`Tis the season for InfiniBand plugfests
By Alan Earls
The InfiniBand Trade Association recently announced two upcoming events that will showcase the continued momentum surrounding InfiniBand architecture development. A second InfiniBand plugfest will be held October 23-25 in San Francisco, and another InfiniBand conference will be held November 7-8 in Los Angeles.
Vernon Turner, group vice president for IDC in Framingham, Mass., says attendees at the upcoming InfiniBand Trade Association's plugfest and conference can expect to see more milestones be reached. "The focus is clearly on getting products ready for 2002 and beginning an end-user InfiniBand education and awareness process," he says.
Meanwhile, Jonathan Eunice, principal analyst and at Nashua, N.H.-based Illuminata, Inc., notes that InfiniBand is a datacenter-optimized network, and, until now, the focus has been on the datacenter optimization part of the equation. "Efforts have been focused on getting attributes like bandwidth, latency, system overhead, and silicon-implementability right," he says.
InfiniBand plugfests got underway in mid-2001 and will probably continue for some years to come. That's especially true, notes Eunice, "as bigger pipes (12x), higher-capacity switches (greater than eight ports), and high-end function -- extensively partitioned/zoned fabrics -- start coming on-line."
"But as InfiniBand rolls out, a good deal of energy and effort now has to go
Eunice believes InfiniBand products must absolutely, positively work together -- even in complex, heterogeneous, multi-vendor configurations, and a detailed, quality standard is the first step in making that happen.
Plugfests are next. They are where "the rubber meets the road" for the first time -- where prototypes and early implementations are first tried with (and against) each other, he says.
Plugfests typically bring out all sorts of unanticipated glitches, parts of the standard that everyone thought were fine but in reality were too vague or allowed conflicting interpretations and miscellaneous other `teething pains.' "But the good news," Eunice notes, "is that you do this in a controlled environment well before the product gets into customer hands, and you do it at an engineer-to-engineer level, so even competing companies can work together to get the products right.
Interoperability labs and Plugfests should be seen as a process, not a destination, says Eunice. "To paraphrase Wendell Phillips' famous observation, Eunice adds, 'eternal vigilance is the price of interoperability.'"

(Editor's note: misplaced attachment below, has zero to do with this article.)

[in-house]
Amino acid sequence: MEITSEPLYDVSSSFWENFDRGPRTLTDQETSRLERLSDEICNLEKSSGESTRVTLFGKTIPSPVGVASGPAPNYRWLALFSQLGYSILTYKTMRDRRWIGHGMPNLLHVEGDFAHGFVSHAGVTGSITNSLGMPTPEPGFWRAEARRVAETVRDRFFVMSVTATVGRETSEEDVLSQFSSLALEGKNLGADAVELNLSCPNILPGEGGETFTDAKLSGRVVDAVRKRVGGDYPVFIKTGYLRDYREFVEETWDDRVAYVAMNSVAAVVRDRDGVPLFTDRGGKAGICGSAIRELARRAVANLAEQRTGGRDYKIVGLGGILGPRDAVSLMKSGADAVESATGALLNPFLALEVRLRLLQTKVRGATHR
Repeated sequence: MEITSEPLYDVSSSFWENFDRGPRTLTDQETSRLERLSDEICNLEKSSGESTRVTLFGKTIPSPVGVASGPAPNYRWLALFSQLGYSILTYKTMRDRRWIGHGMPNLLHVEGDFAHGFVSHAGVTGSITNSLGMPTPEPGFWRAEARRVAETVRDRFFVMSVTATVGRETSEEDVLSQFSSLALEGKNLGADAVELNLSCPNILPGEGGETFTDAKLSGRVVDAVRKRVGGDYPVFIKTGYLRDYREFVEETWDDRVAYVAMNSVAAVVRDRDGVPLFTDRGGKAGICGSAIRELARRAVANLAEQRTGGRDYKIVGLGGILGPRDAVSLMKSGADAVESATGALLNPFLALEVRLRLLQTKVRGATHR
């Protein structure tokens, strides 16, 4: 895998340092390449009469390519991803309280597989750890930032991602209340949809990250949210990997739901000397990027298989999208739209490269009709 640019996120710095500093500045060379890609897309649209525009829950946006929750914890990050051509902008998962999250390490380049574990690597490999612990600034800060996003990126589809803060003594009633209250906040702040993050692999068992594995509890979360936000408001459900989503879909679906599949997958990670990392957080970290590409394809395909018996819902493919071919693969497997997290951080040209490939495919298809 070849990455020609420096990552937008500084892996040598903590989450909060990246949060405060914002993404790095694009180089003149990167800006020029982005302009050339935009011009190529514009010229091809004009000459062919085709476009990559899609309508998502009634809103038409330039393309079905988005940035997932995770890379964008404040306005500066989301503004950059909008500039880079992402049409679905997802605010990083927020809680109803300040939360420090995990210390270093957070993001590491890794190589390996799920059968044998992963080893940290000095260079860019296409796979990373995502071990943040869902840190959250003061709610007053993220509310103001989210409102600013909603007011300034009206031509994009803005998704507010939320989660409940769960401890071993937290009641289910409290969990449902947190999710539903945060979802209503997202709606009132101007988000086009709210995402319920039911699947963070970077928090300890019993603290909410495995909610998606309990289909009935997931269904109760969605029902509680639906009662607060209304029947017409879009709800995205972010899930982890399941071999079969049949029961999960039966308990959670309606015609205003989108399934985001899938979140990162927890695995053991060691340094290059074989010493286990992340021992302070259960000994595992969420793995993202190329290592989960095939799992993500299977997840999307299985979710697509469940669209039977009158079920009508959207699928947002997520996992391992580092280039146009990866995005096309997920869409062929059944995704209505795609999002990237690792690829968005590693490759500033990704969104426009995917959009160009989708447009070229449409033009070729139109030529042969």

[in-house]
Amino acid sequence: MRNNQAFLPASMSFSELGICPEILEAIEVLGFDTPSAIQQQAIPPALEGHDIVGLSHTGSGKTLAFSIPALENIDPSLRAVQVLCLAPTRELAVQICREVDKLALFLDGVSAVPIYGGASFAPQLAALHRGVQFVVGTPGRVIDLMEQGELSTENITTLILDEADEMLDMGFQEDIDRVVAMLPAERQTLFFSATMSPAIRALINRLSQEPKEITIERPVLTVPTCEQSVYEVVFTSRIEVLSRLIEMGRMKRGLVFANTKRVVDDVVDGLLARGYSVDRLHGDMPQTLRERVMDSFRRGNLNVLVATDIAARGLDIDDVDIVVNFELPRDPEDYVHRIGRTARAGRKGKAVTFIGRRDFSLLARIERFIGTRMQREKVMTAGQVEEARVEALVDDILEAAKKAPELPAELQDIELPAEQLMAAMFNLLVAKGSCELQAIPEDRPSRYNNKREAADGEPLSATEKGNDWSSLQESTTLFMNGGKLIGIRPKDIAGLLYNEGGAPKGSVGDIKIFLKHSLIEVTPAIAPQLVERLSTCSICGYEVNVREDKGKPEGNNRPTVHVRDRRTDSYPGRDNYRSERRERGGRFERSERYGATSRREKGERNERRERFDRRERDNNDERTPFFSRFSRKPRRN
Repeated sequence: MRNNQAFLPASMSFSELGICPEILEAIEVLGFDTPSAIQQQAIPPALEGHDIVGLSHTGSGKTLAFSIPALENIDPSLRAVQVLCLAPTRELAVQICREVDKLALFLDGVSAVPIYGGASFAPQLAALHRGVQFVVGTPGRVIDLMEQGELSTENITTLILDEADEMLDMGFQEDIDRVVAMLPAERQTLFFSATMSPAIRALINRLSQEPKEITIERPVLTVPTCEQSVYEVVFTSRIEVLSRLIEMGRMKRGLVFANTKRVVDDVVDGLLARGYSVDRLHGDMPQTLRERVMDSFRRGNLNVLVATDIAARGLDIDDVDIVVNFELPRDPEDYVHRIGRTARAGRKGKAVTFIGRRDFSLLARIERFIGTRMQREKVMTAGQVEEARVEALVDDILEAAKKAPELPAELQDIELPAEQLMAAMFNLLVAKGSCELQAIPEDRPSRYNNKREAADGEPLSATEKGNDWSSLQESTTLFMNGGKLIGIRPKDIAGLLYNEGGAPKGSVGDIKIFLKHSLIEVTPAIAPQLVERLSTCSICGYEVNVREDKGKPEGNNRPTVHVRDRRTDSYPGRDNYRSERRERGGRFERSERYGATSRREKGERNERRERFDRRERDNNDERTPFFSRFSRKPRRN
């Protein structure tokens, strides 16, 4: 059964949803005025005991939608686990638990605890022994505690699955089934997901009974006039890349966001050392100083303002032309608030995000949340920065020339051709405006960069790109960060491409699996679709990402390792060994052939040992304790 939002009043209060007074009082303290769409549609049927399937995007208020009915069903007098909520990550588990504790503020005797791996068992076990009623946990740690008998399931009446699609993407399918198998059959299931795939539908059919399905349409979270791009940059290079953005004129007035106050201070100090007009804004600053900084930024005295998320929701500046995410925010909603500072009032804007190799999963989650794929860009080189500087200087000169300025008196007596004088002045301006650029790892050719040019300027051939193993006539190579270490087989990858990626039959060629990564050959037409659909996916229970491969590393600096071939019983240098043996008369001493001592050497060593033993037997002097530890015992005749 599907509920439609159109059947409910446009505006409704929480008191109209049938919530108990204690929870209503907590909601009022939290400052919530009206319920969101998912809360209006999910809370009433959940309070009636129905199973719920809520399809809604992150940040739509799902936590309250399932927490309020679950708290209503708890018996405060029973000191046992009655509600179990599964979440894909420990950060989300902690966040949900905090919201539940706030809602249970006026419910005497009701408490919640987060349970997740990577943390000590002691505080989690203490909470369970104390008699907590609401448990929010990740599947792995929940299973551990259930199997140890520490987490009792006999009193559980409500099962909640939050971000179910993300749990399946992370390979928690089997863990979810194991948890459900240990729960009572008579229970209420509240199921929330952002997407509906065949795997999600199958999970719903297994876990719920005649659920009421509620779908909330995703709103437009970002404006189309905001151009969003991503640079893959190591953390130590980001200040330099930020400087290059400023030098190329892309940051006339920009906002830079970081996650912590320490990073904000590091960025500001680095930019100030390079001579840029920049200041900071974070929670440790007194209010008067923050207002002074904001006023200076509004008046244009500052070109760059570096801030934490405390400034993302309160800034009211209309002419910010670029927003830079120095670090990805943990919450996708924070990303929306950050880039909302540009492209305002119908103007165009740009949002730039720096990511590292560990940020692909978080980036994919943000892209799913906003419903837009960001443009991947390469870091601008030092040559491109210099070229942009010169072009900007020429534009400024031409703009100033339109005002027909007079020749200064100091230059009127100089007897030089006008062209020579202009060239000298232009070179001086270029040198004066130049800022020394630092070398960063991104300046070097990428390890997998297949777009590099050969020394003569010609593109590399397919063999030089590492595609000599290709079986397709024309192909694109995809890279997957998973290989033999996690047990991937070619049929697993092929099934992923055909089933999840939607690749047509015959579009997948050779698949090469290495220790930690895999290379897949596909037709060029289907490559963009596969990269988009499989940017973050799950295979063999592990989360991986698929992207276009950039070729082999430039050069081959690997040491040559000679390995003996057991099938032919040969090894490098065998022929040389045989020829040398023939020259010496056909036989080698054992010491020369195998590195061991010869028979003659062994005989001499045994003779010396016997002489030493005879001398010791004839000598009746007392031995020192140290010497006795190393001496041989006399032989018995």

1. How do I manage InfiniBand?
This is a great starter for those IT professionals looking into InfiniBand architecture. Author Ramon D. Acosta, Sr. technical staff at Lane15 Software, discusses InfiniBand fabrics and management model. Mr. Acosta also provides several good figures showing the InfiniBand subnet and management model.
2. Which interconnect technology is the best?
In the ongoing debate over which interconnect technologies or device interfaces are the best at connecting servers or storage devices -- Fibre Channel, Internet Protocol (IP) or InfinBand -- some companies have taken the position that it's not about which technology will emerge as the standard, but rather, how can these technologies work together. Adaptec, Inc. is one of those companies. Here is a searchStorage exclusive interview with Mark Delsman, chief technology officer at Adaptec.
3. How can I survive the battle of the standards?
"Duck and cover," the old Cold War A-bomb safety advice, might be the best bet for anyone trying to figure out the endless Fibre Channel versus IP versus InfiniBand debate. According to John Webster, an analyst at Nashua, NH-based Illuminata, common sense has become the first casualty in this ongoing standards war. "Proponents of IP storage run the risk of creating the same kind of hype versus reality disconnect that was generated around Fibre Channel not long ago," Webster says. Read more to see what Webster's advice is for keeping sane amidst the standards conflagration.
4. What else do I need to know about InfiniBand?
Can InfiniBand replace bus-based I/O architectures? Trying to decouple I/O from servers and storage, the new InfiniBand architecture (backed by the likes of Intel, Compaq, Hewlett-Packard, Dell, IBM and Sun) steps on the scene. Read more in this searchStorage exclusive Featured Topic on InfiniBand.
About the author: Alan Earls is a freelance writer residing in Franklin, Mass.
This was first published in October 2001